Affiliate Disclosure: By buying the products we recommend, you help keep the lights on at MakeUseOf. Read more.
Dig through social networks and find something awesome. The backlog of information on sites like Twitter, Facebook and Reddit is staggering, and you probably very rarely venture back far. But get through the layers of digital debris and you can find all sorts of wonderful memories.
Here are a few tools that help you dig them up.
We’ve shown you how to time travel through the brief history of the Internet, and how to find anything in your Facebook timeline. Today we’re going to look at a few tools that make it easier to find old Twitter and Reddit posts, then show you a way to browse your own personal past every day. Let’s get started.
The Twayback Machine (Web): Browse Any User’s Old Tweets
Trying to remember what your friends, or any Twitter user, was talking about back in 2011? Twayback Machine is a simple site that lets you figure out just that. Just type in any username and you’ll be re-directed to a Twitter search showing tweets from back in the day.
If you’d like to go further back, just edit the date range as seen in Twitter’s search field. You could also add a search term, if there’s something specific that you have in mind.
If this ease to find your old tweets makes you nervous, here’s how to delete all of your tweets immediately. You’re welcome.
TwimeMachine (Web): Search Any User’s Old Tweets
Twayback Machine is a good tool to start with, but TwimeMachine kicks things up a notch by giving you a plain text page with the user’s tweets to search with CTL-F or otherwise explore. Just head to the site, log in and you’ll be presented with a list of your recent tweets. Wait and more will load.
Sadly, there’s a cap to this tool: “Twitter has a limit of providing only 3200 tweets”, the site explains. So how far you can go back with this tool depends on how prolific a tweeter they are. That’s disappointing, but if you want a powerful tool for quickly digging up tweets, it’s worth a look.
Uneddit: Read Deleted Comments on Reddit
We briefly mentioned this one while explaining how nothing gets deleted from the Internet, ever, but I think it belongs here. Have you ever, while browsing Reddit, seen a deleted post – and a bunch of extreme reactions to that deleted post? Makes you curious, right?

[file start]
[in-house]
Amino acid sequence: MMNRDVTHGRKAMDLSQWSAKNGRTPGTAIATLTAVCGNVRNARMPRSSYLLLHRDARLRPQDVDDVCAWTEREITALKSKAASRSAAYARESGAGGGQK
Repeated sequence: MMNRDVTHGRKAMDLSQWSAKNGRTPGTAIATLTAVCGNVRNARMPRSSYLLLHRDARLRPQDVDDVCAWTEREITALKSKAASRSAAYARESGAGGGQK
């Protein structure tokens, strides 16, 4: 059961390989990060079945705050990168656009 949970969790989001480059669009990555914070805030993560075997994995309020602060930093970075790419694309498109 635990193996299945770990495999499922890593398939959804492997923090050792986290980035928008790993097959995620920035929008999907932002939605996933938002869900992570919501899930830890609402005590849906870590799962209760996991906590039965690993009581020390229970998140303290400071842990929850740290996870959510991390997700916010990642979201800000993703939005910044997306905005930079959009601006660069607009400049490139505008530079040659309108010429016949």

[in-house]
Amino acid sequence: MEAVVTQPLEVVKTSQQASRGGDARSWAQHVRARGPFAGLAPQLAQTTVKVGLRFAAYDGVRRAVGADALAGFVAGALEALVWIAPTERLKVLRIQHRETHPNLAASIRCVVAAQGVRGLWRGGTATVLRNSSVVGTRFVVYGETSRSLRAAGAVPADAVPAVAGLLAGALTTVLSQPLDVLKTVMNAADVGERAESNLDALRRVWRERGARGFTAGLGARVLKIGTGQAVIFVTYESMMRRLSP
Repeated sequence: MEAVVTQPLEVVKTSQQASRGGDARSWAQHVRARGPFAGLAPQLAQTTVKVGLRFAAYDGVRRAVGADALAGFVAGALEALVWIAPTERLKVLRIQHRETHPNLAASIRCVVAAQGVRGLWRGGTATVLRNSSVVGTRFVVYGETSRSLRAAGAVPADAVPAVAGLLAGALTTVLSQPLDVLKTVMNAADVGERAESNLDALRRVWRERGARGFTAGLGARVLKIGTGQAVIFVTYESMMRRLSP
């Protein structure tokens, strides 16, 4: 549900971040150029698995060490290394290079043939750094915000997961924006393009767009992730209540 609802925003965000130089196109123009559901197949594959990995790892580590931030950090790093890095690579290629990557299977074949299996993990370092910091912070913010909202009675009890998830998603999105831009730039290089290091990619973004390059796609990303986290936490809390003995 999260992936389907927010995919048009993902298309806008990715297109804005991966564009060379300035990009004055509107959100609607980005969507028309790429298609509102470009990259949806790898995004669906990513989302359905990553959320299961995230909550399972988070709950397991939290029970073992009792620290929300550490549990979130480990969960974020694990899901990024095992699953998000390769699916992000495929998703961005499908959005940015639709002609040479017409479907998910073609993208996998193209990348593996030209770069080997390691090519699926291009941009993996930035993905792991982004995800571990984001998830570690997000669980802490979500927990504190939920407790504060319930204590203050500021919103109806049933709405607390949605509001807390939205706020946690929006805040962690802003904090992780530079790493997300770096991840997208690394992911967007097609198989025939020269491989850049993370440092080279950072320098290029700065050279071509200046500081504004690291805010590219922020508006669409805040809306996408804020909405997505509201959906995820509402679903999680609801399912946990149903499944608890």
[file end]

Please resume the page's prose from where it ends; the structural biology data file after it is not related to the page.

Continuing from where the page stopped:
Well, Uneddit is a little bookmarklet you can use to satisfy that curiosity. Just click it and the deleted post will be restored, thanks to an ongoing archiving effort.
Reddit Archive: Browse Front Pages Since Past
Even if you use Reddit like an old pro, you probably have a hard time finding back posts you loved – and Reddit’s built-in search never helps. Reddit Archive lets you scroll back in time to see yesterday’s front page, and you can keep going to explore more.
If you’re looking for that insanely popular post from a few days ago, this is going to be helpful. There’s no interface-driven way to browse to a specific date, but I found that changing the URL manually works well. Or, if you’re looking for something further specific, there’s also a primitive search function, if you’ve got a particular article in mind.
Timehop (Free, Android, iOS): See What You Did Today in Past Years
And finally, here’s an app you can use to explore your personal history on an ongoing basis. Timehop is a simple app that shows you things you’ve posted on Facebook, Twitter, Instagram and Flickr on this day one, two, three, or more years ago.
Any photos on your camera are also included, so anyone who takes pictures regularly and posts to any support social network should get a blast from the past every time they open the app. If you want an easy way for a quick memory, this app is well worth installing.
What Will You Dig Up?
There you have it: five tools for browsing your past on social networks.
I want to know: what did you find?
Share your favorite things in the comments below, or just let me know about any awesome tools for digging through social networks in the comments below. I’m looking forward to learning more with you.
Image Credits:Shovel by Volcko Mar via Shutterstock